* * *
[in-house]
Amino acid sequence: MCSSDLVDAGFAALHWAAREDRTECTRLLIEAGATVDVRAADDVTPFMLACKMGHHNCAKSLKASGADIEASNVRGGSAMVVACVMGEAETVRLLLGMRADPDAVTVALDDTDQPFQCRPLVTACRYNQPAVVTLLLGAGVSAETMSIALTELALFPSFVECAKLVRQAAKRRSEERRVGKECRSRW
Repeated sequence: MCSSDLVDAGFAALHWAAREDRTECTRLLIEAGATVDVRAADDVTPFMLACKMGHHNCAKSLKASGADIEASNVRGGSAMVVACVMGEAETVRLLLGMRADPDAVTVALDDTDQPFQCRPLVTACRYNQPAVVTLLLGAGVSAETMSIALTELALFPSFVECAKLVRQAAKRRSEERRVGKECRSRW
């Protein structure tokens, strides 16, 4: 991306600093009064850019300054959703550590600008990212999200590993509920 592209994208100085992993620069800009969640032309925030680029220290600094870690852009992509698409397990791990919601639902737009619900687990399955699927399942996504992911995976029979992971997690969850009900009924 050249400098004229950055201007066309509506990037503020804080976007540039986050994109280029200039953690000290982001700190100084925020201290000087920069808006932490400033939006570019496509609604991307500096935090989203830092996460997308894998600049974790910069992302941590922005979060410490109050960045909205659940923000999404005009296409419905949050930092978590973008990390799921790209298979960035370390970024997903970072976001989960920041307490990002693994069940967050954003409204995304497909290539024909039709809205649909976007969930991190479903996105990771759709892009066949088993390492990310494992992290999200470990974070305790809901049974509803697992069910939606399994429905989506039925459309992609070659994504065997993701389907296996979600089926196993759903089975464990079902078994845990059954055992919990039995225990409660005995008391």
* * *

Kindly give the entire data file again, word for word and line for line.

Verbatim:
[in-house]
Amino acid sequence: MCSSDLVDAGFAALHWAAREDRTECTRLLIEAGATVDVRAADDVTPFMLACKMGHHNCAKSLKASGADIEASNVRGGSAMVVACVMGEAETVRLLLGMRADPDAVTVALDDTDQPFQCRPLVTACRYNQPAVVTLLLGAGVSAETMSIALTELALFPSFVECAKLVRQAAKRRSEERRVGKECRSRW
Repeated sequence: MCSSDLVDAGFAALHWAAREDRTECTRLLIEAGATVDVRAADDVTPFMLACKMGHHNCAKSLKASGADIEASNVRGGSAMVVACVMGEAETVRLLLGMRADPDAVTVALDDTDQPFQCRPLVTACRYNQPAVVTLLLGAGVSAETMSIALTELALFPSFVECAKLVRQAAKRRSEERRVGKECRSRW
């Protein structure tokens, strides 16, 4: 991306600093009064850019300054959703550590600008990212999200590993509920 592209994208100085992993620069800009969640032309925030680029220290600094870690852009992509698409397990791990919601639902737009619900687990399955699927399942996504992911995976029979992971997690969850009900009924 050249400098004229950055201007066309509506990037503020804080976007540039986050994109280029200039953690000290982001700190100084925020201290000087920069808006932490400033939006570019496509609604991307500096935090989203830092996460997308894998600049974790910069992302941590922005979060410490109050960045909205659940923000999404005009296409419905949050930092978590973008990390799921790209298979960035370390970024997903970072976001989960920041307490990002693994069940967050954003409204995304497909290539024909039709809205649909976007969930991190479903996105990771759709892009066949088993390492990310494992992290999200470990974070305790809901049974509803697992069910939606399994429905989506039925459309992609070659994504065997993701389907296996979600089926196993759903089975464990079902078994845990059954055992919990039995225990409660005995008391």